The use of different materials in exhausts
Updated: Dec 28, 2020
GoodFabs designed V8 Formula 1 exhaust
The design of an exhaust system is usually a trade off between engine performance, packaging, materials available and the fabrication techniques used.
Every type of exhaust has its own challenges. In most of the formula racing series such as Formula 1 the packaging area around the engine is very tight where specialist tooling is needed to create the sometimes-complex transition shapes.
On motorcycles one would think that the packaging space is unlimited and there are no packaging constraints, however one could not be more wrong! Trying to follow the contours of the bike as much as possible for packaging and esthetic reasons and still maintaining the best flowing systems to increase the engine performance can be quite a task for the best designers.
On top of these challenges, the exhaust designer needs to take into account what materials and its fabrication and forming techniques can be used in the application.
In exhausts there are only a limited amount of regularly used materials, which are: Steel, Stainless Steel, Nickel alloys and Titanium.
The most common used materials in the automotive industry outside of motorsports are steel and stainless steels.
Since these are the cheaper option and they are more readily available these are more suited for a production environment.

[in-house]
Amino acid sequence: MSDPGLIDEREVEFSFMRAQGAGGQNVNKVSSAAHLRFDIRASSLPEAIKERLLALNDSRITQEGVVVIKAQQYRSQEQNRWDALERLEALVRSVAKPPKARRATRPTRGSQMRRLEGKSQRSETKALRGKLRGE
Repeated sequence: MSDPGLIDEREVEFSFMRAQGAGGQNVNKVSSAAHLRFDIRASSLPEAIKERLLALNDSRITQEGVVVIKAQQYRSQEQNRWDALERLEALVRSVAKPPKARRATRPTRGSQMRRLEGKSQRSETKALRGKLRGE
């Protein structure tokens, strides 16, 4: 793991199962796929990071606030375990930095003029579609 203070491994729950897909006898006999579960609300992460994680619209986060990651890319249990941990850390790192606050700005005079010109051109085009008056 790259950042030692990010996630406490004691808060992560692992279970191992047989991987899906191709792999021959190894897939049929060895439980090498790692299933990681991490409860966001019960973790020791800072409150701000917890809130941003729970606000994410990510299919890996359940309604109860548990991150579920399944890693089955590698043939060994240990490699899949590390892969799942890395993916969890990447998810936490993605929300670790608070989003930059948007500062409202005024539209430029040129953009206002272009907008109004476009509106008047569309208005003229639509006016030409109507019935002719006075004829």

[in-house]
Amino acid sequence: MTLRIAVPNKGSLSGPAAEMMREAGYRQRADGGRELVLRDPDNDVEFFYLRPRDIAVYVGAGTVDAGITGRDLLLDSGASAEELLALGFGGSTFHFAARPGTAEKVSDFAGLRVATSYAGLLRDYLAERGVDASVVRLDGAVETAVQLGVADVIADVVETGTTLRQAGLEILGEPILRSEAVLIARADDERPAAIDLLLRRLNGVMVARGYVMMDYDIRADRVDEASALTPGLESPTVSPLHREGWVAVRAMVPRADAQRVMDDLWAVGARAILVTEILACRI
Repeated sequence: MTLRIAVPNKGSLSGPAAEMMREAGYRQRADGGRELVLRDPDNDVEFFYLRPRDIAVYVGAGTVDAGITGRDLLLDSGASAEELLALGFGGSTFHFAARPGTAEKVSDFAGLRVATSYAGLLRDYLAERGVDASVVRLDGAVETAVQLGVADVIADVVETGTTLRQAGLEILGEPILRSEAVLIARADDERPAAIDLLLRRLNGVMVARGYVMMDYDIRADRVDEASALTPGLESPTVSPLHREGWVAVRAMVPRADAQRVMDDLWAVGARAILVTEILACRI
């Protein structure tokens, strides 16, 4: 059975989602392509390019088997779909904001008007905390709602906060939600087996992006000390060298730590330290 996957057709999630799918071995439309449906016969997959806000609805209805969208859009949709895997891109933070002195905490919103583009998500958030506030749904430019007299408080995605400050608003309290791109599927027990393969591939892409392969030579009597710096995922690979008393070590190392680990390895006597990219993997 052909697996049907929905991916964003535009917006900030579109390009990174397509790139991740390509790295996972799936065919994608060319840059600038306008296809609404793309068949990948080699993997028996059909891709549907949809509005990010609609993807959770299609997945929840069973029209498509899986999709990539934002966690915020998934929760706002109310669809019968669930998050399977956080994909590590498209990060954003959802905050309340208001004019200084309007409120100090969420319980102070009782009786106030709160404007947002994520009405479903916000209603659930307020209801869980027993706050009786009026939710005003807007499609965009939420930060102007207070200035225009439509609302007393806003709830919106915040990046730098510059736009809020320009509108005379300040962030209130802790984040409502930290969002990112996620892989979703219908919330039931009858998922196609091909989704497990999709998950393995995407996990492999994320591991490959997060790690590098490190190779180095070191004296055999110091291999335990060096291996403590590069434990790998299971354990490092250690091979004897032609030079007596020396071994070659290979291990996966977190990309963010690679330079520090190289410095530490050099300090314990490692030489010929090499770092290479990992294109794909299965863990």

On top of this, these materials are easy to work with and require close to no special processes for cold forming, fabrication or welding.
Tig welding an exhaust part at GoodFabs
As every material has its limitations, so do steel and stainless steel. These materials sometimes lack strength and corrosion resistance at higher temperatures. Because of this a thicker wall would need to be used to ensure the strength in the exhaust system is sufficient, which would cause the exhaust system to be a heavy part of the engine assembly.
A perfect material to tackle this weight problem would be Titanium with its very lightweight properties.
Titanium as an alloy for exhaust applications is a relatively strong and very light material, but at higher temperatures it can oxidize when the oxygen diffuses into the surface. This is why the welding process of these Titanium alloys needs to happen in an inert atmosphere.
The last group, and most expensive, of exhaust system materials are the nickel alloys. These materials are specifically created for the use in high temperature applications with an increased corrosion resistance and strength!
Because of these superior properties to steel, stainless steel and Titanium, nickel alloys such as Inconel are perfect for higher demanding exhaust applications such as those in a motorsport as Formula-1, Le Mans series, Touring cars, Moto GP, etc..
Because of the strength in these nickel alloys it is found that a lighter but stronger exhaust system could be created using these rather than titanium which is well know for its low weight. In recent applications GoodFabs has used wall thicknesses of less than 0.35mm in racing applications without failures!
Because of the highter melding points of nickel alloys, the strength and stiffness involved due to the work hardening properties, the cold forming, welding and fabrication process can be more expensive and labour intensive than any of the other materials.
Inconel cold formed pressed transitions at GoodFabs